S&L; Industry Decline Speeds Up : Thrifts: Regulators say the number of healthy institutions fell sharply in the quarter. And the situation could get much worse if the real estate markets continue to skid or if the U.S. falls into recession.


The deterioration of the savings and loan industry accelerated during the first quarter, with a sharp decline in the number of profitable thrifts rated healthy by the federal government, regulators reported Thursday.

Nearly a third of all industry assets--$335 billion worth--are now held by thrifts that could easily collapse into insolvency, according to a special report by the federal Office of Thrift Supervision, which regulates S&Ls.;

“The economy is in flux,” OTS Director Timothy Ryan told a news conference. “If we have a recession, or if real estate markets continue to deteriorate, it will affect the thrift industry significantly.”

The OTS has divided the S&Ls; still operating in the private sector into four categories to help with its regulatory handling of the increasingly fragile industry.


Officials are disturbed at the slippage in the number of Group 1 S&Ls;, the institutions that make profits consistently, meet federal capital standards and are soundly run with a strong loan portfolio.

There were 1,175 thrifts with assets of $363 billion in this category at the end of March--a sharp decline from the 1,264 institutions with assets of $404 billion at the end of last year.

“Given the slowdown in the economy and the real estate market in many sections of the country, we are not surprised by the slippage in the healthiest group,” Ryan said. The 89 thrifts that fell from the highest ranking were downgraded to other categories because of a variety of flaws, including insufficient capital, operating losses and large numbers of loans on the verge of default.

In the second-ranked category were 680 thrifts, many failing to meet capital standards. They had assets of $351 billion at the end of March, compared to 620 S&Ls; holding $326 billion in assets at the end of last year.


However, the first two groups generally are “in good shape and by and large should be survivors,” Ryan said. But, he admitted, “we don’t know how many will make it"--that is, stay healthy enough to avoid a federal takeover.

The OTS does not publicly identify thrifts in the four rating groups. The rating system “is a great tool for me and everybody in the government,” Ryan said. “It’s a very good tool to help make decisions.”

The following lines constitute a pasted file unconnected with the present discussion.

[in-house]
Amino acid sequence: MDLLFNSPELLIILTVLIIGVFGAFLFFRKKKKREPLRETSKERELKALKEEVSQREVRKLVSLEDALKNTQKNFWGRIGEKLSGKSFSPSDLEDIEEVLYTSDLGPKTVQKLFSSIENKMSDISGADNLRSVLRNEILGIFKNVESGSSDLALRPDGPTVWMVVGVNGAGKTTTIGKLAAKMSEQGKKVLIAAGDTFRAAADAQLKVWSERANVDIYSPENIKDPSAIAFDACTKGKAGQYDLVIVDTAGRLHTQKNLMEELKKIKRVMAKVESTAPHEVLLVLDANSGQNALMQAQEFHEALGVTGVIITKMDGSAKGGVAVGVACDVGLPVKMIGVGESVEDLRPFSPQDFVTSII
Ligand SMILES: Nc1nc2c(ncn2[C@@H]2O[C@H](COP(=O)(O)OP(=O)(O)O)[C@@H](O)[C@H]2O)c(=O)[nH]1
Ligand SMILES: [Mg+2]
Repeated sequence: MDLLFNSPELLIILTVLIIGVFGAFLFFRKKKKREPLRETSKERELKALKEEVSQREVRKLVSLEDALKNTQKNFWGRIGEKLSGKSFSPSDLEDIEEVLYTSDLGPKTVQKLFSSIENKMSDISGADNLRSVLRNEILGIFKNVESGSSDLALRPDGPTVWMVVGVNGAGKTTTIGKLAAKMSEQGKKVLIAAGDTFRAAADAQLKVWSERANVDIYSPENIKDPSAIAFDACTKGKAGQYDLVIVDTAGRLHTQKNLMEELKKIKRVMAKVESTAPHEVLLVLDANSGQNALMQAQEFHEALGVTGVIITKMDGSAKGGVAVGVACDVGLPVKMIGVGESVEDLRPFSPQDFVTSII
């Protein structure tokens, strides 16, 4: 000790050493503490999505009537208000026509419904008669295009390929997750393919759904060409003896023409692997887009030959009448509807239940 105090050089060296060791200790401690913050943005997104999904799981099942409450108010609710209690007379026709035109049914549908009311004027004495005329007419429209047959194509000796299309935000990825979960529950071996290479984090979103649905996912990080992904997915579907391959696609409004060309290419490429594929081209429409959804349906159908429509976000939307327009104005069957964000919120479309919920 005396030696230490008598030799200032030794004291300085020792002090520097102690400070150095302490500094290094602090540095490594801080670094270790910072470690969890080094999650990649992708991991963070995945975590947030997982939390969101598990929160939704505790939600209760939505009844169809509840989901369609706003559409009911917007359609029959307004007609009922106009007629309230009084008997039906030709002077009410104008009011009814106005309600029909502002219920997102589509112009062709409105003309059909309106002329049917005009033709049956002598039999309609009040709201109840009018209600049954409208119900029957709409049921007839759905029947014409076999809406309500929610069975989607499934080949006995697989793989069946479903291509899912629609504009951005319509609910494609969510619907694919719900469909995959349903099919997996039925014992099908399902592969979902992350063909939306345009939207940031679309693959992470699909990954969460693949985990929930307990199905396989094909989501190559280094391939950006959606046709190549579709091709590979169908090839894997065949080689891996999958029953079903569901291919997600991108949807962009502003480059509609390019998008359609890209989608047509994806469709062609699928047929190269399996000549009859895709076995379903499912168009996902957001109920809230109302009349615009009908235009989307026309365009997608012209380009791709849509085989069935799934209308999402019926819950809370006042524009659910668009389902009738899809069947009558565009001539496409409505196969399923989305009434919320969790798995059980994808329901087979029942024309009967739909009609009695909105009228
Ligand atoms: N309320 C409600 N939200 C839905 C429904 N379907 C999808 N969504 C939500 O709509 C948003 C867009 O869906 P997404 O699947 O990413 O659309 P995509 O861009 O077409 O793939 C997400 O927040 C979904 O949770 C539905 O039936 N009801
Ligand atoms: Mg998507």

Depositors are protected against losses at weak institutions by federal insurance, which guarantees deposits up to $100,000.

The weakest institutions lack sufficient capital to meet the tough standards required by last year’s S&L; rescue bill, and have large portfolios of real estate loans subject to huge losses in a declining market.


OTS auditors identify the fatally flawed S&Ls; for takeover by the Resolution Trust Corp., the new agency created to deal with the clean-up of hundreds of insolvent thrifts.

The two weakest groups included 598 institutions at the end of March with $335 billion in assets--a disconcerting 32% of all assets held by thrift institutions operating in the private sector.

Both the third category, with 352 thrifts, and the fourth, with 246, represent institutions losing money and lacking the capital required by the federal government. Those in the fourth group have such large losses that they are considered almost certain targets for federal takeover.

Most of the weakest S&Ls; are in Texas, but California has several very large institutions in the most troubled category, Ryan said.


When fourth-category thrifts are too damaged to save, they are sent to the Resolution Trust Corp. Fifty-two insolvent institutions were dispatched in this way from the beginning of the year through June.

There are now 2,453 thrifts remaining in the private sector, with assets of $1.049 trillion, according to the OTS report.

“The job is going to get much tougher to decide which ones go to the RTC,” Ryan said.

There was an encouraging note in the upward movement of some thrifts mired in category four. Helped by outside capital and improved management, 34 S&Ls; moved up a step to the third ranking.


“If they are attracting new investors, it’s a sign that the thrift charter is viable,” said James Grohl, vice president of the U.S. League of Savings Institutions, the chief industry trade group. “We knew some of them (in the lowest-ranking category) would make it.”

GOVERNMENT S&L; RATINGS Federal regulators group S&Ls; into four categories to judge financial health and the potential need for a federal takeover. Rankings of individual S&Ls; are not made public.

Percent of Number Assets industry Rank of thrifts (billions) assets Group One Healthy, making profits, meet capital standards 1,175 $363 35% Group Two Making small profits, some meet capital standards 680 $351 33% Group Three Troubled, many losing money 352 $169 16% Group Four Very weak, candidates for government takeover 246 $166 16%

Source: Office of Thrift Supervision